HEALTH PSYCHOLOGY notes from weeks 1-2
HEALTH PSYCHOLOGY notes from weeks 1-2 Psyc 400
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This 12 page Class Notes was uploaded by Samantha Riley on Thursday January 28, 2016. The Class Notes belongs to Psyc 400 at Humboldt State University taught by Carrie Aigner in Winter 2016. Since its upload, it has received 106 views. For similar materials see Health Psychology in Psychlogy at Humboldt State University.
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Date Created: 01/28/16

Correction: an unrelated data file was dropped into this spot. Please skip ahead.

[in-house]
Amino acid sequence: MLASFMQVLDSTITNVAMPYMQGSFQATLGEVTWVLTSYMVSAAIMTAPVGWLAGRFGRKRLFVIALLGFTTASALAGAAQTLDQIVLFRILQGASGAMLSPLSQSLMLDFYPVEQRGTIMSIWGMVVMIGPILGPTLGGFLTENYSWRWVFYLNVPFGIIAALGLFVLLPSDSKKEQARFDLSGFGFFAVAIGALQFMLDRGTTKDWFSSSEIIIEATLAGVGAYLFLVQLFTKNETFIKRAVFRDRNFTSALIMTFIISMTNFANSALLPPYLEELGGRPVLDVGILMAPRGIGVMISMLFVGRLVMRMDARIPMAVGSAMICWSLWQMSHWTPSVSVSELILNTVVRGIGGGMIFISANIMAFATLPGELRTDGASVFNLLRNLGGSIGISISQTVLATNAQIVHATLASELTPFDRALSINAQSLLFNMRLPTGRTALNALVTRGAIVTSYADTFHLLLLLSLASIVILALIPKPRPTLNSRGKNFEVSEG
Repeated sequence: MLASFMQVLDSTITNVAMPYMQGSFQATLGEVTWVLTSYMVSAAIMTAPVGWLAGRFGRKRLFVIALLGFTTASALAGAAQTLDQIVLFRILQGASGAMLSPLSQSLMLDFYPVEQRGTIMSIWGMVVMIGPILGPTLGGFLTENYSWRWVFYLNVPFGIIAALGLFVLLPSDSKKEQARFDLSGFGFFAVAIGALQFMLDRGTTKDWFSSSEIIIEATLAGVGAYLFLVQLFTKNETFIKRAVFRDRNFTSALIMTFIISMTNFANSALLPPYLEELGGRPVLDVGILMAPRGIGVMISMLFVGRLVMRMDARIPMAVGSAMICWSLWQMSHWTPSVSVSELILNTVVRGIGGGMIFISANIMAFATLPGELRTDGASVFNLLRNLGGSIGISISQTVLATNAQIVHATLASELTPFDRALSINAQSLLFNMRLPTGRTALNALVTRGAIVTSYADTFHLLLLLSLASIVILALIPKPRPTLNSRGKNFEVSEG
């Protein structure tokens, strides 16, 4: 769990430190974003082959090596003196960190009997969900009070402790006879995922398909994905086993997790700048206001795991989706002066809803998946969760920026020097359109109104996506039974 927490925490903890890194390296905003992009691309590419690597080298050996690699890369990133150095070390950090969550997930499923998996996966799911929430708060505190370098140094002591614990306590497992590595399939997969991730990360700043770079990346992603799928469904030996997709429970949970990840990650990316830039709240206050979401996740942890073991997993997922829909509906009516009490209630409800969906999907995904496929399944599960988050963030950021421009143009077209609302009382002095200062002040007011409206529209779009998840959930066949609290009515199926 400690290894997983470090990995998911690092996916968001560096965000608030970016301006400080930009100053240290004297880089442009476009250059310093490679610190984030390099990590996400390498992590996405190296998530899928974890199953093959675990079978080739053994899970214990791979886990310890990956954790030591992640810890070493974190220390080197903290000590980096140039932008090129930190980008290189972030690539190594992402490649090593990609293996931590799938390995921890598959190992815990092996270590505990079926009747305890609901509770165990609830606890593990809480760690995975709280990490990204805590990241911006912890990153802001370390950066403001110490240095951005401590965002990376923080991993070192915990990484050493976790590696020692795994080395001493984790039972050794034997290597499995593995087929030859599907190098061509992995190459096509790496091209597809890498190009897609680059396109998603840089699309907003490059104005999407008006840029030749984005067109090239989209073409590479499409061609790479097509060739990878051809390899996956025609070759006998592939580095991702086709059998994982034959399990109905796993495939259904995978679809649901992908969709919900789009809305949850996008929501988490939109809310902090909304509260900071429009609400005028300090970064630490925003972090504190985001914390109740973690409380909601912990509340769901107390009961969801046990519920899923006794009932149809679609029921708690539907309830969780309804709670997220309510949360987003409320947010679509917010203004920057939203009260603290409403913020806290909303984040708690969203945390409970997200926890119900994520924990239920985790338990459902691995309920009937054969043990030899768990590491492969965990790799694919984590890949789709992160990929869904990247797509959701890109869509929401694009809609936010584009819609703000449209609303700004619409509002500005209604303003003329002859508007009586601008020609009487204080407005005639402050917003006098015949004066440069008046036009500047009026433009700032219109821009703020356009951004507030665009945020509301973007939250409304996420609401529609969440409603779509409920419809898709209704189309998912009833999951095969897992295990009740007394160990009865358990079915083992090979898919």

Week One Class Notes: Tuesday, 19 January 2016 Introduction to Health Psychology: I. Life Expectancy: a. Leading cause of death before the mid-1900s i. Infectious Diseases: caught and spread through poor sanitation 1. Pneumonia 2. Tuberculosis 3. Gastrointestinal Diseases b. Life Expectancy in 1900 = about 47 years i. The average was dragged drastically down by infant mortality and child deaths c. Leading Cause of death today (2015) i. Lifestyle and chronic diseases 1. Heart Disease 2. Cancer 3. Respiratory Disease 4. Stroke ii. The big 3 lifestyle choices that increase the risks of the above 1. Sedentary life 2. Poor Nutrition 3. Smoking d. Biggest increase in life expectancy in the US over the past 100yrs is due to i. Control of infectious diseases 1. Vaccination 2. Safer drinking water 3. Better disposal of sewage 4. Focuses on Public Health e. Today’s life expectancy = about 79 years i. Not doing well compared to other developed nations 1. Who’s leading? a. Hong Kong, China b. Japan ii. There is a weird life expectancy distribution within the US 1. 3 peaks- based on race, class and location 2. Two distinct age groups fro life expectancy: a. One group lives on average to 65 b. Another to 85 3. Slight increase in mortality from degenerative diseases a. Alzheimer’s b. Parkinson’s c. Pneumonia II. **Discussion Point** a. Why have we seen an increase in these diseases? i. People live long enough now to develop this degenerative disease. Thursday, 21 January 2016 Infant Mortality and Healthcare in the US *Keep in mind how everything in the course relates back to life expectancy I. Infant Mortality Rates: a. Deaths of infants after birth per 1,000 births i. Japan lowest in world= 2.6 ii. US = 6.6 iii. Afghanistan = 79.3 b. US ranks below a few other developed nations i. 6.6 deaths per 1,000 live births 1. Not equal across racial/ethnic groups a. African-American = 31.8 per 1,000 b. Euro & Hisp = 6.2 per 1,000 2. Why the disparity? a. More teenage pregnancies b. Pre-term births i. A&B both more prominent in Af.Am. population c. STDs d. Lack of access to quality prenatal care i. Leads to a decrease in mother’s health and nutrition ii. C&D prominent among low income families II. Healthcare in the US a. Costs of healthcare are rising b. Medical care costs = about 15% of Gross Domestic Product (GDP) i. It’s the highest in the world c. Have goals that match up with other developed countries i. Low rates of disease ii. Higher life expectancy iii. Lower infant mortality d. But, costs are still higher, and US ratings are still lower than those other countries e. An important distinction is that the US has a high focus on high tech, costly interventions, but neglects basic healthcare for the people who cannot afford the high end technology f. III. **Discussion Point** a. How can this distinction help us to think about life expectancy in the US? i. We miss out on personal interaction ii. Follow-through on health suggestions on health isn’t always done iii. Basic level care isn’t available to everyone 1. But, we have fancy equipment for whom can afford it… IV. Statistics Break a. Understand the statistics i. What was the unit for infant mortality? 1. “per 1,000 live births” ii. Given that countries have different populations, this gives comparable values 1. The news likes to not adjust for population differences b. Always look for units c. Be careful of absolute numbers (“total number”) V. Prevention a. To treat cancer with: i. Chemo ii. Radiation iii. Medication iv. Rehab/physical therapy v. Even with insurance patients can still owe about $1-2million b. Attributable to lifestyles i. 70% cancer risk ii. 90% cardiovascular risk 1. These could be reduced by managing a. Diet b. Stress c. Exercise d. Smoking e. Education c. Most funding goes to treatment, NOT prevention i. Cancer PREVENTION is highly underfunded VI. Class Discussion a. Why is treatment the focus, and not prevention? i. People are so worried about getting their families fed that they don’t worry about the cancer risk of the food they are feeding them ii. People don’t focus on illness until they are faced with it iii. There is little money in prevention iv. ‘Hero’ mentality of curing something if someone discovers a cure 1. outcomes of prevention are hard to access 2. harder to see what someone has done in prevention v. As humans we have gotten lazy 1. Pills are easier 2. We avoid “long-term” envisioning VII. The Role of Psychology in Healthcare a. There has been a paradigm shift i. From biomedical (find the pathogen and eliminate it) à Biopsychosocial (all aspects of living must be considered; focus not jut on absence of disease, but wellness) b. Signs of Change i. The American Medical Association (AMA) is altering training for medical student to focus more on 1. communication 2. understanding health systems 3. social and cultural components of the practice c. Application of Psychological Principles to Physical Health i. Diet & Exercise Promotion ii. Addressing the social, cultural and psychological components of wellness iii. Managing pain iv. Increasing medication adherence v. Moderating other risky behaviors vi. Quitting smoking VIII. **Discussion Point** a. What’s the difference between true interdisciplinary care and the consultant model of integrating psychology into medical settings? i. In interdisciplinary it allows a team to discuss a patient’s case and collaborate, instead of consulting and recommending a completely different specialist- working separately. Week Two Class Notes: Tuesday, 26 January 2016 Research Methods in Health Psychology I. Correlation a. Degree of relationship between two variables b. Range from -1 to 1 i. Strongest correlations are -1 or 1 ii. 0 means no correlation iii. Positive correlation- variables move in the same direction (both go up, both go down) iv. Negative correlation- Variables move in opposite directions (one goes up, ones goes down) v. Ex: 1. Height and Weight? Usually Positive 2. Rainfall and River Volume? Positive 3. Time lectured, time left in lecture? Negative vi. In psychology, you will almost never see a perfect correlation 1. A good correlation example = about 0.2 or 0.3 (statistically significant) 2. Reason being that people are complex c. Correlation doe NOT equal causation d. Confounding Variable- 3 variable that could be causing both instances occurring i. Example: Ice cream sales and violent crimes were positively correlated during a summer in a town 1. Rise in temperature could be causing both II. Experimental Design a. Experimental Study i. Experimental Group and Control Group 1. Placebo 2. Different level of Independent Variable 3. Waitlist control ii. Random assignment iii. Manipulate Independent Variable iv. IV à Dependent Variable b. RCT (Randomized Controlled Trials) i. Highest standard of experiment ii. Random assignments iii. Group equivalence iv. Control for confounding variables v. Placebo control group (expectancy factors) vi. Double blind model c. Exeperimental Design Advantages and Disadvatages i. Advantage: can make inferences about cause and effect ii. Disadvantage: May not be feasible 1. Due to ethical or practical concerns iii. May not be generalizable III. **Discussion Point** a. Why can’t they be generalizable? i. Too many confounding variables 1. Culture 2. Location 3. Socioeconomics 4. Etc… ii. Real world is too complicated to control for every possible instance IV. Epidemiology: a. Terms to know: i. Epidemiology – Studies the factors that contribute to health and disease in a particular population ii. Prevalence – proportion of the population that has a particular disease at a specific time 1. Ex: Diabetes prevalence in 2012: 9.3% of the population iii. Incidence – Frequency of new cases in one year 1. Ex: Diabetes incidence in 2012: 1.7 million new cases/year V. Risk Factor Approach: a. Relative Risk (RR) – Ratio of disease in exposed group to that in the unexposed group i. RR=1.00 means same risk in both groups ii. RR=1.5, then 50% more likely to develop the disease iii. RR=0.7, rate of disease is 70% that of the unexposed group (‘exposure’ here might be a treatment) iv. What is the RR for lung cancer mortality among smokers vs. non- smokers? 1. 23.3 (23 times more likely to die from lung cancer) a. from lifetime heavy rates of smoking Thursday, 28 January 2016 Research Methods in Health Psychology CONT… I. Effect size a. Effect size = Mean of experimental group – mean of control group (divided by) standard deviation i. Small = 0.10 ii. Medium= 0.30 iii. Large = 0.50 iv. Ex: Antidepressant drug trial, outcomes: depression scores 1. What happens to effect size when there is a lot of variability in scores? 2. Standard deviation would go up, effect size would go down II. Meta-analysis a. Summarizes all of the findings in the field b. Computes overall effect size c. Media doesn’t rely on meta-analysis enough i. Causes a lot of flip-flopping of media reported information III. More Examples of media, ethics and research a. Autism and Vaccinations i. Original study published in 1988 by Andrew Wakefield and colleagues was fraught with errors 1. The study was done poorly 2. The study was retracted 3. Not autism diagnosis was officially given (no formal assessment) a. Beginning of symptoms was speculated from memory b. Not controlled for confounding variables c. Information was only correlation d. Sample size is not representative of child population receiving vaccines 4. Follow-up a. Dr. Wakefield had serious undisclosed financial conflicts: he was funded by lawyers involved in lawsuits against immunization manufacturers and was applying for a new vaccine patient b. Dr. Wakefield’s medical license was revoked in the UK c. At least 20 higher-quality studies have since failed to show a link between vaccines and the development of autism d. The retraction has been published in multiple news sources, including The Guardian, ABC News, NY Times, BBC and many others. 5. Go to non-profit disease/public health organizations for more information when you need it r want it on certain issues ii. MMR Vaccinations are still speculated to be causing other concerns for people 1. There have not been enough evidence to indicate that there are a high health risk to get the vaccine instead vs. not getting it b. Update from the CDC i. Measles cases and outbreaks in 2014 1. California lifted the religious exemption for vaccines IV. Building the Evidence a. The turmeric example i. Turmeric: Does it work? 1. Used in medicine in many parts of Asia for over 2,000 years 2. Parts of the world (SE Asia) consume 1-2tsp a day 3. Has the largest amount of evidence to support possible health improving qualities a. Even in preventing cancer 4. Step 1: a. Mouse Models i. Turmeric has been shown to slow cancer tumor progression in mice 1. The mice are bread to carry certain cancers a. Test on mice because researchers can control virtually everything about a mouse’s life, to allow for almost perfect control of controlled variable i. Harder to replicate these affects in humans due to such large amounts of variability 2. Works well in these models as a cancer treatment 5. Step 2: a. Large correlational epidemiological studies i. Is turmeric consumption associated with lower risk of cancer in the population 1. Survey thousands/millions of people on intake, and then draw correlation to cancer rates in those populations 6. Step 3: a. Clinical trials i. Does turmeric slow the growth of tumors in cancer patients? 1. Start feeding more turmeric into the diets of patients to monitor the effect on cancer tumor growth. ii. What does the American Cancer Society say? 1. Lab animal tests look promising, careful study needed to find if curcumin will be useful for treating these conditions in humans a. Usually they will be conservative with their statements, so this kind of hopeful statement is a big deal Seeking Healthcare I. Factors relates to seeking healthcare a. Personal factors- anxiety, coping, knowledge, personality i. Neuroticism = strong emotional reactions to negative events 1. More readily willing to report physical symptoms and seek care b. Gender Differences i. Women report symptoms and seek care more readily than men ii. Possibly due to male gender role iii. Impact of marriage on health in males and females 1. Married people have better health 2. Benefit of marriage on health stronger for men. Why? 3. But the affect of marriage on health seeking is stronger on men than women a. Probably due to the woman (in a heterosexual marriage) urging them to go b. Women more negatively impacted by conflict c. Women may encourage healthy behaviors in husbands 4. The support within marriage could be expanded to other social support systems for research c. Age i. Younger people more reluctant to seek care, in general ii. Older people more likely to seek care if symptoms not attributed to normal aging d. Symptom Characteristics i. Visibility (osteoporosis vs. acne) ii. Symptom severity iii. Symptom interference iv. Symptom persistence e. SES (Socioeconomics) i. Low SES – less likely to utilize medical care 1. Yet more likely to be hospitalized and have more severe illness a. Why? i. People who are uninsured or have little insurance tend to put off seeking care until they absolutely have to. ii. Research Example: Diverse group of women were given vignettes describing symptoms. All identified symptoms correctly and identified similar courses of action iii. Implications: 1. Lack of resources, instead of a lack of knowledge, accounts for differences in seeking healthcare II. Access to care a. Medical Insurance i. Medical bankruptcy (account for half of all personal bankruptcies in US) 1. Occur even among people with insurance 2. New rules of out-of-pocket maximums a. Meant to help not have bills in the millions, but can still happen ii. Article 1. “The Chargemaster” a. Chargemaster = office where prices are set for different hospitals, supplies, etc. b. Supplies from the hospital tends to be extremely high compared to finding it elsewhere i. Hard to do that if you are needing on-site care ii. Insurance company is able to negotiate prices down iii. ASK QUESTIONS when you go to the hospital 1. Ask how much what they want to do to you will cost 2. Ask why they are doing something 3. Will your insurance cover that? This Week Bolded Words From the Book I. Chapter One: • Life Expectancy – the expected number of years a person will live • Chronic Disease - illnesses that are long lasting and usually irreversible • Biomedical Model - the dominant view of twentieth-century medicine that maintains that illness always has a physical cause • Pathogen - a virus, bacterium, or some other microorganism that causes a particular disease, • Biopsychosocial Model - the viewpoint that health and other behaviors are determined by the interaction of biological mechanisms, psychological processes, and social influences • Behavioral Medicine - an interdisciplinary field that integrates behavioral and biomedical science in promoting health and treating disease • Health Psychology - the application of psychological principles and research to the enhancement of health, and the prevention and treatment of illness II. Chapter Two: • Placebo - an inactive substance or procedure that may cause a change in an individual's behavior or health • Nocebo Effect – An adverse effect from a placebo • Double-Blind Design - an experimental procedure whereby neither the subject nor the researcher knows which research treatment the subject is receiving • Single-Blind Design - Participants don't know to which experimental condition they belong but the researcher does. Often used in psychosocial intervention research • Correlational Studies - measuring two variables and determining whether they are associated with each other. Studies related to smoking to lung cancer are correlational, for example • Correlation Coefficient - a statistic that reflects the degree and direction of relationship between two variables; it can range from +1.00, through .00, to -1.00 • Cross-Sectional Studies - method of studying developmental trends by observing different groups of subjects of different ages within a relatively short period of time • Longitudinal Studies - the repeated observation and measurement of the same individuals over a period of time • Experimental Group – the participants in an experiment who are interacting with the independent variable • Control Group – the participants in an experiment who are not interacting with the independent variable, being used as comparison to the experimental group • Independent Variable - The experimental factor that is manipulated; the variable whose effect is being studied. • Dependent Variable - the outcome factor; the variable that may change in response to manipulations of the independent variable • Ex Post Facto Design - one of several types of quasi-experimental studies that do not involve the manipulation of an independent variable. Instead, researchers choose a variable of interest and select participants, who already differ on this variable. They allow comparisons between or among groups, but they do not permit researchers to determine that one variable causes changes in another variable. • Subject Variable – a variable chosen (rather than manipulated) by a researcher to provide levels of comparison for groups of subjects. • Epidemiology - the study of the frequency, distribution, and causes of infectious and noninfectious disease in a population, based on an investigation of the physical and social environment. Ex: epidemiologists not only study who has what kind of cancer but also address questions such as why certain cancers are more prevalent in particular geographic areas than other cancers are • Risk Factor - characteristics or conditions that occur more often among individuals who develop particular diseases or injuries than among those who do not • Prevalence - Describes the number of people who have a particular disease at a given time. New cases+ old cases = total cases= prevalence • Incidence - Describes the number of new cases of a disease within a specified population • Prospective Studies - a research strategy in which people are followed forward in time to examine the relationship between one set of variables and later occurrences. Ex: prospective research can enable researchers to identify risk factors for disease that develop at a later time • Retrospective Studies - a research strategy whereby people are studied for the relationship of past variables or conditions to current ones. Interviewing people with a particular disease and asking them about their childhood health behaviors or exposure to risks can identify conditions leading to an adult disease, for example • Case-Control Studies – a retrospective epidemiological study in which people affected by a given disease (cases) are compared with others not affected (controls). • Clinical Trial – a research design that tests the effects of medical treatment. Many clinical trials are randomized controlled trials that allow researchers to determine whether a new treatment is or is not effective. • Self-Selection - When participants decide to opt into a social study as a respondent or are allowed to choose between being in the experimental group or the control group, this may affect the accuracy of the research results. • Meta-Analysis – a quantitative technique that combines the results of many studies examining the same effect or phenomenon • Absolute Risk – A person's chances of developing a disease or disorder independent of any other people may have for that disease or disorder • Relative Risk - Describes the incidence of a disease among individuals having certain characteristics compared to the incidence of disease among individuals not having that characteristic • Dose-Response Relationship - a direct, consistent relationship between an independent variable, such as a behavior, and a dependent variable, such as an illness. Ex: the greater the number of cigarettes one smokes, the greater the likelihood of lung cancer. • Theory - a tentative explanation of phenomena • Model - A set of statements explaining the relationship between factors or variables contributing to some phenomenon. It’s less formal than a theory. • Reliability - The quality of getting consistent results from a set of questions or observations. • Validity - The accuracy of a test or measurement.